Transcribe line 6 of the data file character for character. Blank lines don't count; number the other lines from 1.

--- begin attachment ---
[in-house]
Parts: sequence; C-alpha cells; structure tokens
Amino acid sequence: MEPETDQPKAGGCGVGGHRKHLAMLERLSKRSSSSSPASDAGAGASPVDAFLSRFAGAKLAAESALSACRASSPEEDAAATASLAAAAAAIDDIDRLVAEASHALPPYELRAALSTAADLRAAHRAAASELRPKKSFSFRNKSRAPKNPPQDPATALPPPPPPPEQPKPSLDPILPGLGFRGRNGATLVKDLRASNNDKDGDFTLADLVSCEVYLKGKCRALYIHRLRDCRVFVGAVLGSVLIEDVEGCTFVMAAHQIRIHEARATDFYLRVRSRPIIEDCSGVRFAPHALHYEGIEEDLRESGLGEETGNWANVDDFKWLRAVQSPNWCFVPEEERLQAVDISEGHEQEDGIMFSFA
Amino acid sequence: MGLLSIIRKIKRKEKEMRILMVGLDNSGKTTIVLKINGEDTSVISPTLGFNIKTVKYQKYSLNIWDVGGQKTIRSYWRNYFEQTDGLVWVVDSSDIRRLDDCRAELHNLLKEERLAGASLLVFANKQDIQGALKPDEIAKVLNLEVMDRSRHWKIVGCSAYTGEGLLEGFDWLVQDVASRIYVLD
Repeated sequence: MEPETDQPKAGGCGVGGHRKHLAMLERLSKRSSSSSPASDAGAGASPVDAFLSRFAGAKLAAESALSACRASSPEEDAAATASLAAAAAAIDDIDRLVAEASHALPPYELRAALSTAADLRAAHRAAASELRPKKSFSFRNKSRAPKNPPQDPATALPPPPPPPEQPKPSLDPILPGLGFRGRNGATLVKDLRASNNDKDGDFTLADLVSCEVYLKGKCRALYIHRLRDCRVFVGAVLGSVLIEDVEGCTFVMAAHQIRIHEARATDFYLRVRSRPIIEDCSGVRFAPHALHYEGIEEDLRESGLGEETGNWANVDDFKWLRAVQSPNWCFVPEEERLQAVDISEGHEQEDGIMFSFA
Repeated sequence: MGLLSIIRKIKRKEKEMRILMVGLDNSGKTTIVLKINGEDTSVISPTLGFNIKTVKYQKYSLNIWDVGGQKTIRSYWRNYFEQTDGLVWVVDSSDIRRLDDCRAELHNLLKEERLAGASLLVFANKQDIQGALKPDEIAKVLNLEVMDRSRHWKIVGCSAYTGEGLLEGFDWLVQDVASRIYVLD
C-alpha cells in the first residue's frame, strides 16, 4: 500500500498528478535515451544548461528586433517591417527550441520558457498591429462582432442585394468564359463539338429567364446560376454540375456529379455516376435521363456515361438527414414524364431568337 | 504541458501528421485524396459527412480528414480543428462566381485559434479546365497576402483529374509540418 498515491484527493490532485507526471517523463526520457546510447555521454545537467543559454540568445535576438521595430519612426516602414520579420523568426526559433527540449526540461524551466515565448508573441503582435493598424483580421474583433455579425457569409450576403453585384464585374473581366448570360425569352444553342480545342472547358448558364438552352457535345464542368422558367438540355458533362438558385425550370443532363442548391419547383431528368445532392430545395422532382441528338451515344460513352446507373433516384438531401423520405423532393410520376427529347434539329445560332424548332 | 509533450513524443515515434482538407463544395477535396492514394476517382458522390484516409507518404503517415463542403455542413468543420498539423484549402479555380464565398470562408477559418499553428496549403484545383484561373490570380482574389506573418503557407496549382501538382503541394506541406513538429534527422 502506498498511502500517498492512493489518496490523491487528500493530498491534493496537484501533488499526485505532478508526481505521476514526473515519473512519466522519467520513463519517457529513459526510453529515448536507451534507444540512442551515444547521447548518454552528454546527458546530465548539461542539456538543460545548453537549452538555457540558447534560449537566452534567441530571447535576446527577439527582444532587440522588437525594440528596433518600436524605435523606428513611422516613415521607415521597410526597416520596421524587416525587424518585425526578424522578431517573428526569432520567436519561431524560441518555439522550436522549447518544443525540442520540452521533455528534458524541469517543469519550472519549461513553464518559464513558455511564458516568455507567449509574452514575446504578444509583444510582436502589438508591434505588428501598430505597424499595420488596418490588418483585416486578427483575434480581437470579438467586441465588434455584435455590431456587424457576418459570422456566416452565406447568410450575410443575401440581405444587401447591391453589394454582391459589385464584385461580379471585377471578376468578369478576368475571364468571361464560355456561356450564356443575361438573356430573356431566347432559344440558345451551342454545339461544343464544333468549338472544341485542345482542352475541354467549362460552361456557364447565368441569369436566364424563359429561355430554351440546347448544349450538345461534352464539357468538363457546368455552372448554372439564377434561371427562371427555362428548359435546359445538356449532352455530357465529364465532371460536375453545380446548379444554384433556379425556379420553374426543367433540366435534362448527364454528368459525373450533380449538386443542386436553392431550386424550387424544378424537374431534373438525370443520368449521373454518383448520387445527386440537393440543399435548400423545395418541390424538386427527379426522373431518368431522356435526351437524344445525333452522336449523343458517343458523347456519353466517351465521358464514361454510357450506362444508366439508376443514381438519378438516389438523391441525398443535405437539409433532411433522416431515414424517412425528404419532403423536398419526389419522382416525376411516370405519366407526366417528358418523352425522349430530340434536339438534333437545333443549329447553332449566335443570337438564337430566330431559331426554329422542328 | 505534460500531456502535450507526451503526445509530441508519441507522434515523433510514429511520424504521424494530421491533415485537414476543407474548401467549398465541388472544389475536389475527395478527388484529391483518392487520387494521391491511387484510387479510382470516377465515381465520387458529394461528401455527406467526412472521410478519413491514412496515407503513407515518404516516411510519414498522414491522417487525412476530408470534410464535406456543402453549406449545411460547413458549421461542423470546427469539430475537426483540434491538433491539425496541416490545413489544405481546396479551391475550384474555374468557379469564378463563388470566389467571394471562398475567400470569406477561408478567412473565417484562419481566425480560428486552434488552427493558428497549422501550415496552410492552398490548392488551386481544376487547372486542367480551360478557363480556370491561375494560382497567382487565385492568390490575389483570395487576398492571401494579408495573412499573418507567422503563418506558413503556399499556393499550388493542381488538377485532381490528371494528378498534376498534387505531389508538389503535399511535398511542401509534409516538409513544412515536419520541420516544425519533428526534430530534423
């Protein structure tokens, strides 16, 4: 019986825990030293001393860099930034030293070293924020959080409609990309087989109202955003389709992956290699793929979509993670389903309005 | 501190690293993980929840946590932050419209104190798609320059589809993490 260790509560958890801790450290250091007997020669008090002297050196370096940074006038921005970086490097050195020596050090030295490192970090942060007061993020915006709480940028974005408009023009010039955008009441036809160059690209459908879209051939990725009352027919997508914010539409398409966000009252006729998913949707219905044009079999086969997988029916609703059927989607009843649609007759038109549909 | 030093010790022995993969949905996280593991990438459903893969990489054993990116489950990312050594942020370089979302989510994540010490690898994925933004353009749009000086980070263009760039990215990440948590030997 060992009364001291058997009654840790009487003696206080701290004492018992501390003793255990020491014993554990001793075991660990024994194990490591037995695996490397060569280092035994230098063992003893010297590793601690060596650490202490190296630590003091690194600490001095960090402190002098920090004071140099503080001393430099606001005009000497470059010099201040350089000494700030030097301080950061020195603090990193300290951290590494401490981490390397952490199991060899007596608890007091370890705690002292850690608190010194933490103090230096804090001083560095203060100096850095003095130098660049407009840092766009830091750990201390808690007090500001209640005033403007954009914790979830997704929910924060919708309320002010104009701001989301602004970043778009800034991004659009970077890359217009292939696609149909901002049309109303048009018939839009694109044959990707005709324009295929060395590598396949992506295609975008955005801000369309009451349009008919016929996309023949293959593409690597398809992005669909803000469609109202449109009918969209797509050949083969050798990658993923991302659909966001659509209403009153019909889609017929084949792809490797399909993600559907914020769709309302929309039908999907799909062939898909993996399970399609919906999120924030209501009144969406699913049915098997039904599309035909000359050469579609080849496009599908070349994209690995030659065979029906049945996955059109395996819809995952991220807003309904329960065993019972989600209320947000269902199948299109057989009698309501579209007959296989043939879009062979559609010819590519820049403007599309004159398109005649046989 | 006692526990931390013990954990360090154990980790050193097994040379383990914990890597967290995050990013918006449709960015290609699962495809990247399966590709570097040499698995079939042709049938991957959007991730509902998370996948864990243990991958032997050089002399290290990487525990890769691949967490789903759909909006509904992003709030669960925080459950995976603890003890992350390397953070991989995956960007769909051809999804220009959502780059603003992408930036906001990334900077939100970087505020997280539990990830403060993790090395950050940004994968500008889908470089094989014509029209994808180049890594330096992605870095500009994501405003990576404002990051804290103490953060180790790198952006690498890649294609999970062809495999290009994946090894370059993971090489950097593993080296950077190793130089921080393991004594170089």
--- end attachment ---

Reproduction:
Repeated sequence: MGLLSIIRKIKRKEKEMRILMVGLDNSGKTTIVLKINGEDTSVISPTLGFNIKTVKYQKYSLNIWDVGGQKTIRSYWRNYFEQTDGLVWVVDSSDIRRLDDCRAELHNLLKEERLAGASLLVFANKQDIQGALKPDEIAKVLNLEVMDRSRHWKIVGCSAYTGEGLLEGFDWLVQDVASRIYVLD